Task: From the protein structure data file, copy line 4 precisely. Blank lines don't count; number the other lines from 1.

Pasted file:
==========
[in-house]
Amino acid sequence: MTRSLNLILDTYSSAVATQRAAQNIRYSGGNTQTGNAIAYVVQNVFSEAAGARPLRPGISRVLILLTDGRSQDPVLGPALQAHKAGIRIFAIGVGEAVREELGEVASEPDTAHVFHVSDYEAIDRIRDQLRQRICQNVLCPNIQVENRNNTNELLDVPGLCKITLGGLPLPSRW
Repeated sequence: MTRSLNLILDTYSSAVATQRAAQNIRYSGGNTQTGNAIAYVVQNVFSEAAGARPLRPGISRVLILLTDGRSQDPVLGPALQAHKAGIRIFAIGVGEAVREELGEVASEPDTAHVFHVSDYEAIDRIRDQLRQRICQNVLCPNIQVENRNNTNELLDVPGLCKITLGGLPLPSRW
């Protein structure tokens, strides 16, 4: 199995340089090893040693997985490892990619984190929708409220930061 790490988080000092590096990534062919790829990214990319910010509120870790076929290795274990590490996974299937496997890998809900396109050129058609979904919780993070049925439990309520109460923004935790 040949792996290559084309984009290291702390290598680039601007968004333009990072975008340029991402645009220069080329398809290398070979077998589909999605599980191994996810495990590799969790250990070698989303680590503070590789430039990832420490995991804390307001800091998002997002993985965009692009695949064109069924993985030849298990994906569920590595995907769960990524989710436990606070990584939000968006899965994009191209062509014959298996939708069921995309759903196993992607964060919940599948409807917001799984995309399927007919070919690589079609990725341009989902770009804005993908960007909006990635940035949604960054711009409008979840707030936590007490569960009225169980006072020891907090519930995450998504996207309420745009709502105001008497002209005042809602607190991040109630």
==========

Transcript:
């Protein structure tokens, strides 16, 4: 199995340089090893040693997985490892990619984190929708409220930061 790490988080000092590096990534062919790829990214990319910010509120870790076929290795274990590490996974299937496997890998809900396109050129058609979904919780993070049925439990309520109460923004935790 040949792996290559084309984009290291702390290598680039601007968004333009990072975008340029991402645009220069080329398809290398070979077998589909999605599980191994996810495990590799969790250990070698989303680590503070590789430039990832420490995991804390307001800091998002997002993985965009692009695949064109069924993985030849298990994906569920590595995907769960990524989710436990606070990584939000968006899965994009191209062509014959298996939708069921995309759903196993992607964060919940599948409807917001799984995309399927007919070919690589079609990725341009989902770009804005993908960007909006990635940035949604960054711009409008979840707030936590007490569960009225169980006072020891907090519930995450998504996207309420745009709502105001008497002209005042809602607190991040109630």